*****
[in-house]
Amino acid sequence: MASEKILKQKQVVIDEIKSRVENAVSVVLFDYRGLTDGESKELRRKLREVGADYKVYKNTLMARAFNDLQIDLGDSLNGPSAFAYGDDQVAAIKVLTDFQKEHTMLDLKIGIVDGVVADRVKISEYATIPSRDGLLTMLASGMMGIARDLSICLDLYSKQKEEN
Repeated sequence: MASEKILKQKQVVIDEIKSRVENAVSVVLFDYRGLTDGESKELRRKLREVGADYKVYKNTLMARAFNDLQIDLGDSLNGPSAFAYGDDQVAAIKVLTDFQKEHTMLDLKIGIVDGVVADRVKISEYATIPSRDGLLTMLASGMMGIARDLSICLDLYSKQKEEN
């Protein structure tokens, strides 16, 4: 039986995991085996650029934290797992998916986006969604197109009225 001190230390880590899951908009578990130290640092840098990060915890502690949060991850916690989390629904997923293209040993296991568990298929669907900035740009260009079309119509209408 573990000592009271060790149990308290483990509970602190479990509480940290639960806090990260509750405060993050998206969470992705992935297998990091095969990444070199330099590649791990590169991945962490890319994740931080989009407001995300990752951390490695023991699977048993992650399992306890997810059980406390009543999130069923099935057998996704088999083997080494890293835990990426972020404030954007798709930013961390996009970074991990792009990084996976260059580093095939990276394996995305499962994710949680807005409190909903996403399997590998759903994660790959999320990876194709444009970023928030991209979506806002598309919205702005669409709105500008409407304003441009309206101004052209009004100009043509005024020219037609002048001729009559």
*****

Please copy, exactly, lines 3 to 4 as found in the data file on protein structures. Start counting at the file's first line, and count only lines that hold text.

Repeated sequence: MASEKILKQKQVVIDEIKSRVENAVSVVLFDYRGLTDGESKELRRKLREVGADYKVYKNTLMARAFNDLQIDLGDSLNGPSAFAYGDDQVAAIKVLTDFQKEHTMLDLKIGIVDGVVADRVKISEYATIPSRDGLLTMLASGMMGIARDLSICLDLYSKQKEEN
């Protein structure tokens, strides 16, 4: 039986995991085996650029934290797992998916986006969604197109009225 001190230390880590899951908009578990130290640092840098990060915890502690949060991850916690989390629904997923293209040993296991568990298929669907900035740009260009079309119509209408 573990000592009271060790149990308290483990509970602190479990509480940290639960806090990260509750405060993050998206969470992705992935297998990091095969990444070199330099590649791990590169991945962490890319994740931080989009407001995300990752951390490695023991699977048993992650399992306890997810059980406390009543999130069923099935057998996704088999083997080494890293835990990426972020404030954007798709930013961390996009970074991990792009990084996976260059580093095939990276394996995305499962994710949680807005409190909903996403399997590998759903994660790959999320990876194709444009970023928030991209979506806002598309919205702005669409709105500008409407304003441009309206101004052209009004100009043509005024020219037609002048001729009559």